Lobster and Ground Meat to Calm Tensions in Havana

A line of customers outside a fish store on San Lazaro Street in Havana. (14ymedio)

14ymedio bigger14ymedio, Juan Diego Rodriguez, Havana, July 27, 2021 — On Tuesday a rare scene unfolded on the corner of San Lazaro and Soledad streets in Central Havana. The fish market on that corner, which had been poorly stocked for months, suddenly had items which generated expressions of astonishment and long lines. Customers saw lobster, ground beef, snapper and processed ham listed for sale on the store’s chalkboard.

“They have so many things,” says a delighted Marcelo, a retiree who lives across the street from the store. “Normally, all they have are some really bad fish croquettes with a lot a flour but very little fish. It’s been a long time since they had anything worthwhile,” he observes while noting the prohibitive prices: “The lobster is more than 219 pesos a kilo.”

“The lobster was not good quality but they’ve already sold out because demand is so high. It flew out of there,” says Marcelo.

“This is all an attempt to calm people down,” speculates Aurora, a resident of Cayo Hueso, who got in line early, hoping for a little ground beef. “Lately, we’ve been seeing products we haven’t seen in a long time so, of course, everyone is wondering, if all this was in the warehouses, why they weren’t selling it; if people had to take to the streets to get them to release it.”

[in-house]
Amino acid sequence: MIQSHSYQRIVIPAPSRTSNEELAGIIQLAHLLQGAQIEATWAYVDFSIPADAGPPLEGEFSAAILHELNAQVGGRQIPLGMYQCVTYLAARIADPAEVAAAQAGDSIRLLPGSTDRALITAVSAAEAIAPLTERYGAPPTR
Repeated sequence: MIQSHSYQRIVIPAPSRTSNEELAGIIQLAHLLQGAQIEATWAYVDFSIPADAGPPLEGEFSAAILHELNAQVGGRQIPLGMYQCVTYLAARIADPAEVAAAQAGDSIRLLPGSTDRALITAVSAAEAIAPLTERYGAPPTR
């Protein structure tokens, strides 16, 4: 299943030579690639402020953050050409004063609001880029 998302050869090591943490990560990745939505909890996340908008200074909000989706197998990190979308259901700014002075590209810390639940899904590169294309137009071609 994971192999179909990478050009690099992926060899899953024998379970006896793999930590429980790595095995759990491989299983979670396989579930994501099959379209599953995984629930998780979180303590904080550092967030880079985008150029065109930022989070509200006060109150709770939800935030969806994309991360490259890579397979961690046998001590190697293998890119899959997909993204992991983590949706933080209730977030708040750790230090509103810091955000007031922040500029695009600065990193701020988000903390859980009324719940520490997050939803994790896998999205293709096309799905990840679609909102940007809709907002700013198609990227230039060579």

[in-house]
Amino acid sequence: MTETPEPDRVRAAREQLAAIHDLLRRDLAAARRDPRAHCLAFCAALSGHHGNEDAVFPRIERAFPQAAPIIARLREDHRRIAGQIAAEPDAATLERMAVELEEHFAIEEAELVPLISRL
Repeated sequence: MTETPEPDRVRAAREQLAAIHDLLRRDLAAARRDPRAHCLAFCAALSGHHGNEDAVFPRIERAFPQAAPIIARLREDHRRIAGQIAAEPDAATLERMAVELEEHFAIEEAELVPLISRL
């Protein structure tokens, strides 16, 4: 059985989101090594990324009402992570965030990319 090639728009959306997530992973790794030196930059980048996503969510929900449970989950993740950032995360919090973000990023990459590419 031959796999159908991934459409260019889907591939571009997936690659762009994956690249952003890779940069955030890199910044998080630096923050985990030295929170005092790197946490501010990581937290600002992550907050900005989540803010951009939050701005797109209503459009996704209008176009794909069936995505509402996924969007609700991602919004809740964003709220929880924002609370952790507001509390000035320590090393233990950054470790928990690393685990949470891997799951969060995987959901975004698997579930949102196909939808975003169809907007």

After widespread protests on July 11, government officials announced ration card holders would be entitled to an extra two pounds of rice per person. Farmers markets were also set up in Havana neighborhoods where demand has been high, such as La Lisa, El Cotorro and El Cerro. Unlike other occasions when the government tried to tamp down discontent, however, selections are few and supplies are limited.

“I remember one time there were power outages for several days in my neighborhood. After people started painting placards and throwing bottles off their balconies, they sold us canned meat, pastas, candies and even beer. That was when Hugo Chavez was sending over a lot of petroleum but times are harder now,” observes a neighbor of the San Lazaro fish market.

Nevertheless, in spite of the high prices and limited selection, the shortage of recent months has spurred dozens of local residents to join the line outside the store. “They’ll supply us with something this one time, then forget about us again,” observes a customer. “I am definitely going to buy some lobster, even if it costs me a week’s pension, because I want to experience the taste of seafood again before I die.”


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